In mid-April, a Nevada jury awarded a Lowe’s customer more than $16 million for a permanent head injury suffered at the store. Her lawyers hope that the decision will sway the hardware chain to reevaluate its safety practices.
In 2013, Kelly Hendrickson, 42, slipped and fell in the water and garden department while browsing for a palm tree. She struck her head on the concrete floor and as a result, permanently lost her senses of taste and smell and suffered other injuries as well. She claims that she did not see a cone to warn of the water while the store watered the plants, and contends that the store did not do enough to protect customers.
Jury deliberated only six hours
During an 11-day trial, the plaintiff argued that she could not see a yellow safety cone because Lowe’s personnel had placed it partially hidden by a table. Counsel for Lowe’s, on the other hand, argued that she had to have seen it as she walked around the planter table. They also argued that the cone and the water were “open and obvious”, putting Hendrickson on notice that she needed to be careful.
The jury deliberated only six hours before returning a verdict in favor Hendrickson. The award includes $1.9 million for medical expenses plus another $14.5 million for pain and suffering. The jurors, however, determined Hendrickson was 20 percent responsible and the finding may reduce the award to about $13.1 million. The jurors also rejected her request for punitive damages.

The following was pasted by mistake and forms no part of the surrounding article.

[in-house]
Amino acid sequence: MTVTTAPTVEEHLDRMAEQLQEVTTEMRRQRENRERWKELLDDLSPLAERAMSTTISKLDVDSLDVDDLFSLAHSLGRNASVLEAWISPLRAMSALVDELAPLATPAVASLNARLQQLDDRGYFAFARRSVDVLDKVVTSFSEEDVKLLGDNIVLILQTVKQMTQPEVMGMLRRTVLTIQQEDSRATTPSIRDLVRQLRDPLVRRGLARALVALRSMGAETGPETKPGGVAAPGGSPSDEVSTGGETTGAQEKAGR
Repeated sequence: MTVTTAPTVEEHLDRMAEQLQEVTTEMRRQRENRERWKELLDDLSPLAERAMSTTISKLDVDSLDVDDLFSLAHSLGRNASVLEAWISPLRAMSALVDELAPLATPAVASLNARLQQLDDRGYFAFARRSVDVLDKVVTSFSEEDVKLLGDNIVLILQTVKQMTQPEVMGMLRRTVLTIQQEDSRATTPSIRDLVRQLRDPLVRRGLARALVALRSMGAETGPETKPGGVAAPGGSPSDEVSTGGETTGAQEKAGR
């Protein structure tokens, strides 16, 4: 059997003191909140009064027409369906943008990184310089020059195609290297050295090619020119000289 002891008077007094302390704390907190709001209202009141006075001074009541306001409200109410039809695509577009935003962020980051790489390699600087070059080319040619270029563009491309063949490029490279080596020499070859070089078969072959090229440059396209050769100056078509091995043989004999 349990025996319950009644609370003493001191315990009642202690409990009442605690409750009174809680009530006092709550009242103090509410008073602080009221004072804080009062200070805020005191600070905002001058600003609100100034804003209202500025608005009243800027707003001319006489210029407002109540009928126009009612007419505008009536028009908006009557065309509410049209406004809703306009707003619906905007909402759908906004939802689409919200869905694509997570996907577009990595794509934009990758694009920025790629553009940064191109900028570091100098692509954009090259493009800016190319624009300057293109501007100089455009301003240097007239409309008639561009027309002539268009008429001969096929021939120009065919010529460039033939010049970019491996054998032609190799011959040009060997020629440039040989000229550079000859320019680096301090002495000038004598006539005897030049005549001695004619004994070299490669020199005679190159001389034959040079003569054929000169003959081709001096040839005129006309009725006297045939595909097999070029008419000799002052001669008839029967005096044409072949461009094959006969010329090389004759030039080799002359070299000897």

Proving slip and fall liability
Each day, we venture out into the world and into places where we have no control over the terrain – in places like stores and restaurants, someone else owns the property and is responsible for keeping it maintained. When a customer or other visitor slips and falls due to poor maintenance or some other property defect, they may be entitled to compensation.
To recover for injuries after a slip & fall accident on another’s property, plaintiffs must prove:
- Duty – The defendant was in a position that required it to maintain the property;
- Notice – The defendant knew or should have known about the defective condition that could cause harm;
- Dangerous condition – The premises had a flaw that presented a danger, more than a minor defect, to the public; and
- Damages – The plaintiff was injured as a result of the dangerous condition.
Many plaintiffs are not prepared to offer evidence in support of each of these elements and this can prevent recovery. It is therefore important to speak with a highly experienced slip and fall attorney who understands the nuances in such claims.
If you have seen your life turned upside down in an instant because of a serious slip and fall, you may be entitled to compensation. To discuss the details of your case with trusted Maine accident lawyers, please call the law offices of Hardy, Wolf & Downing to arrange a free and confidential legal consultation. Call 1-800-INJURED to learn more today.